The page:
Find a spray or roll-on you like and get in the habit of using it daily. Be careful around sensitive skin and cuts because it may really sting for a few minutes!

Spray onto a large area of skin like stomach, back, thighs after showering. It may feel a little oily due to the high concentration of magnesium salts; if this is a problem then spray it on before showering and allow 10 or 15 minutes for it to be absorbed. It may be sprayed onto any painful or problematic areas. Many people have resolved deep, debilitating calcification and degeneration in tendons and joints with this spray. Apply at bedtime to relax muscles and support deep restorative sleep.

Supplements are taken as powders and tablets

Oral magnesium comes in three chemical forms; mineral salts, acid complexes and amino acid chelates.

The powder form is better than a tablet for absorption, although its not quite as handy for dosing and the opened container should be used fairly soon.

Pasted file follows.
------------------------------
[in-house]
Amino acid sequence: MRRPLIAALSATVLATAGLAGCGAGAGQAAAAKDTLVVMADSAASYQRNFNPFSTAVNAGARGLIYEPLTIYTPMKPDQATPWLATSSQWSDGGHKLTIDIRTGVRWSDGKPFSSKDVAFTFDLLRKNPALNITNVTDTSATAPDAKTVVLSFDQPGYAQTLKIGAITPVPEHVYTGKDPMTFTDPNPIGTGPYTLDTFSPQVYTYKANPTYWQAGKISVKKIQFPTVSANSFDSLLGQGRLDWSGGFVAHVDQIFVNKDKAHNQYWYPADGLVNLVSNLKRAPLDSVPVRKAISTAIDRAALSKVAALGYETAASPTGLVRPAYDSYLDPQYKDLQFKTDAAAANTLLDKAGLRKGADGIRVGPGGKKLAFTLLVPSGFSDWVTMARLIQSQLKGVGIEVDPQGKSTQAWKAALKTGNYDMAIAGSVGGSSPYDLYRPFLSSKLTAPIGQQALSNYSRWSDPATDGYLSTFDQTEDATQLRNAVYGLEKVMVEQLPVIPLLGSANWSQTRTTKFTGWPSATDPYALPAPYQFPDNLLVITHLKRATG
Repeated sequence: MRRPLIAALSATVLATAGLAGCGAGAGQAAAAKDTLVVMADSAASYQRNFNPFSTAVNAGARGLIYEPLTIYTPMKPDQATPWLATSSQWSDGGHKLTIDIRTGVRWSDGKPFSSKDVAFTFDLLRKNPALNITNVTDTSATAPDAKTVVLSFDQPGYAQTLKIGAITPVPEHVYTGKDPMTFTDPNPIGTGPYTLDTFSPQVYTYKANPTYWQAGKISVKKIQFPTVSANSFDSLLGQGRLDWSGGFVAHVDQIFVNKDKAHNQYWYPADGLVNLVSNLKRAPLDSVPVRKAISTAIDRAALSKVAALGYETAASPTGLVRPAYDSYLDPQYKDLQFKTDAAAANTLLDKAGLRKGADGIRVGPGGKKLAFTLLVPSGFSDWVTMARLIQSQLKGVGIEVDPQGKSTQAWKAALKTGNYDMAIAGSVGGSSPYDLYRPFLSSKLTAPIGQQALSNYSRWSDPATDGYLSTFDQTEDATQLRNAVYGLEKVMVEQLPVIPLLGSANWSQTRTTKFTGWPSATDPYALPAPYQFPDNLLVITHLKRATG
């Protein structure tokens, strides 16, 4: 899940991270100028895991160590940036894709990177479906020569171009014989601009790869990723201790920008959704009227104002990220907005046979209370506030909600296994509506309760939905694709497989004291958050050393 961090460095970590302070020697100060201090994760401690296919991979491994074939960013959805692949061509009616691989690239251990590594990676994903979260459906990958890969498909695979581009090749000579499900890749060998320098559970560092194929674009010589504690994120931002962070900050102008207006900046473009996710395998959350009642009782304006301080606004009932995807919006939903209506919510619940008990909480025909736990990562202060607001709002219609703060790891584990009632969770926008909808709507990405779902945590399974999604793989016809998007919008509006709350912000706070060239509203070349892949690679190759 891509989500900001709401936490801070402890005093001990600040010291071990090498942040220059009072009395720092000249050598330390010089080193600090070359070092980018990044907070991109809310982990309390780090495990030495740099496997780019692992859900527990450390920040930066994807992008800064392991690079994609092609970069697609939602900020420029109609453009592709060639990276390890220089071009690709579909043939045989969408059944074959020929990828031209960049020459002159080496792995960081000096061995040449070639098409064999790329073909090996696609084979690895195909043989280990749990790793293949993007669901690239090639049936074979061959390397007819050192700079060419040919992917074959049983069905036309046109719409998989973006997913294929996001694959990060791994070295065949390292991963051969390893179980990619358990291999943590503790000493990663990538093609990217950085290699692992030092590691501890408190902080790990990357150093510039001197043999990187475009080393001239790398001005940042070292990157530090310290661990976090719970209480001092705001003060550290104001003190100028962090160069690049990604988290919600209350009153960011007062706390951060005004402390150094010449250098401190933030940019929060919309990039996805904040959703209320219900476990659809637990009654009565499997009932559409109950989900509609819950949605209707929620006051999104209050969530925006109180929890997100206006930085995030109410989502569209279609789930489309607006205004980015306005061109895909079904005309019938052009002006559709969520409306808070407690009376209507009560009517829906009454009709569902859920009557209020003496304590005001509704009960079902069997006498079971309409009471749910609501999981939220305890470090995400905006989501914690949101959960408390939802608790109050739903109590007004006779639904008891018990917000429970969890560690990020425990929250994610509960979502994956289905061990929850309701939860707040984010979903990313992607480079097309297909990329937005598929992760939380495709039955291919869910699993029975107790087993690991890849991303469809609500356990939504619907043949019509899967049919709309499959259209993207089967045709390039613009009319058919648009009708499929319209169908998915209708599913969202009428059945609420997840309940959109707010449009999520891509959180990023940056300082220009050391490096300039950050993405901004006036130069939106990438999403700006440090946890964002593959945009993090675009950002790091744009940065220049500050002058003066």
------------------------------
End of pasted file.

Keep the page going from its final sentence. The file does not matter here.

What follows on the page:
There is a limit to how much magnesium the bowel can absorb from oral supplements before the bowel loosens and the excess is expelled. Magnesium is not absorbed unless it is joined to a ‘carrier’ or transporting substance. The chelates are the most effective (and the most expensive) where magnesium is bound to an amino acid (protein) which makes it highly available to the cells. More can be absorbed by dividing the doses into two or three daily.

How much should I take?

Dose: RDA (Recommended Daily Allowance) is 310 to 420 mg per day, therapeutic range could be from 600 to 900 mg.

Using transdermal products (sprays and creams) will probably give about 100mg and most people feel great benefit from this amount.